Heatwaves may be behind Metro's woes
The city’s Metro network has had 11 “glitches” so far this month, a much more frequent rate than usual, and they have meant some chaotic journeys for many commuters.
The Metro operator is investigating the underlying causes and said the persistent hot weather could be one of the reasons that have put extra pressure on hardware.
This week has been particularly troublesome for the network. On Monday morning, lines 1, 2 and 8 introduced speed controls due to train failures and signaling malfunctions
On Tuesday, Line 2 had malfunctions in the morning, and Line 9 had them in the evening.
On Wednesday, Line 11 had a train failure in the morning.
The Metro operator said long periods of either scorching or freezing weather could put pressure on the network’s facilities. There was no evidence as yet that the various glitches this month were connected, the operator added. The Metro malfunctions are undergoing a “thorough investigation.”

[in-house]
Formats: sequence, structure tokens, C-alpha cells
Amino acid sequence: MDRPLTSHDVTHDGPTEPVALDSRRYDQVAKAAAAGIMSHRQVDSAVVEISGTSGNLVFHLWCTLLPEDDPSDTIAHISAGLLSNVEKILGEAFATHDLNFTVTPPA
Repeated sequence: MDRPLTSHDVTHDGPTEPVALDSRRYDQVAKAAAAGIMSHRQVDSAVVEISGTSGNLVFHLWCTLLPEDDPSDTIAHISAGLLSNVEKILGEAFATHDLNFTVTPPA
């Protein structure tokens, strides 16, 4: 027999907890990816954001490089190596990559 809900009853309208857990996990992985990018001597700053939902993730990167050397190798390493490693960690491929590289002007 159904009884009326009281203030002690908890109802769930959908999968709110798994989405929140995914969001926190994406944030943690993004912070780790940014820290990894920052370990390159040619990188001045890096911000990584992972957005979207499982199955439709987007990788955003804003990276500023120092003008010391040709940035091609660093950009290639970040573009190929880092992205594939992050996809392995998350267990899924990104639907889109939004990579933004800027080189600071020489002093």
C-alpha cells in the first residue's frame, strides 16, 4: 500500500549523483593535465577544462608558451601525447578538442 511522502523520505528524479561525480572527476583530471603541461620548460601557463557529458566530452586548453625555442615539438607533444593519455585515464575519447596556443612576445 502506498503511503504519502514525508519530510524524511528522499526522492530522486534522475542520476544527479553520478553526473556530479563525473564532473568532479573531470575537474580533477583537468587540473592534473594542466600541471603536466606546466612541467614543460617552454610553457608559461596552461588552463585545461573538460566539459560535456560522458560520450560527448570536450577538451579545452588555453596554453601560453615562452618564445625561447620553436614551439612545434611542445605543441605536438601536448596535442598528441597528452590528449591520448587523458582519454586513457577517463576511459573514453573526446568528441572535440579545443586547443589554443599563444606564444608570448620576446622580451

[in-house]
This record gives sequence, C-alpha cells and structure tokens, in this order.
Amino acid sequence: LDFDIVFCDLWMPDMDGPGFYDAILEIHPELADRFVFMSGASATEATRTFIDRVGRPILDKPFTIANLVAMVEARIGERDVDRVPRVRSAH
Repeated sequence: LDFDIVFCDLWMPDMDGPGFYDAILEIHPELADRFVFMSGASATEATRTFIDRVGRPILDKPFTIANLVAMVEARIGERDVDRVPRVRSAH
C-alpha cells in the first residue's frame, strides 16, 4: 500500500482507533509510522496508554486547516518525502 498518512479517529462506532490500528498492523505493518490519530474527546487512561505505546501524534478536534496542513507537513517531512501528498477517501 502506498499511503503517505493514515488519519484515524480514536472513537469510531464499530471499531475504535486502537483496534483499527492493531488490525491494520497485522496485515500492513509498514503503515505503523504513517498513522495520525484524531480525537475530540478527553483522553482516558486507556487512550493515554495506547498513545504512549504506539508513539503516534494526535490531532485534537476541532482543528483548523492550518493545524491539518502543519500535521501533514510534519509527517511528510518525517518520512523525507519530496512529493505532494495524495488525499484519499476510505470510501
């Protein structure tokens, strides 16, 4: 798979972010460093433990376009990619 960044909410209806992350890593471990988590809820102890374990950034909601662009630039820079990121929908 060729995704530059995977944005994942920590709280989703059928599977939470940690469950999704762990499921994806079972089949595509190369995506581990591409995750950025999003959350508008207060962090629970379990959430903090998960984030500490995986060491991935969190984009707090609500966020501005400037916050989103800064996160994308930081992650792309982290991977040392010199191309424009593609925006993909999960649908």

When such events occur, the network will not usually suspend operations at the affected sections, but will instead impose speed controls and prolong intervals between trains.
However, because some stations, such as Longyang Road and Tangzhen stations on Line 2, have huge traffic flows during rush hours, the prolonged intervals have a bigger impact on these stations, the Metro operator said.
When a station encounters huge traffic, the affected station’s director, as well as the chief of the Metro police, the local police station and the subdistrict government will all coordinate resources to divert passengers away from the station.
In 2016, the Metro ferried on average 9.29 million passengers, accounting for 51 percent of the city’s public transportation.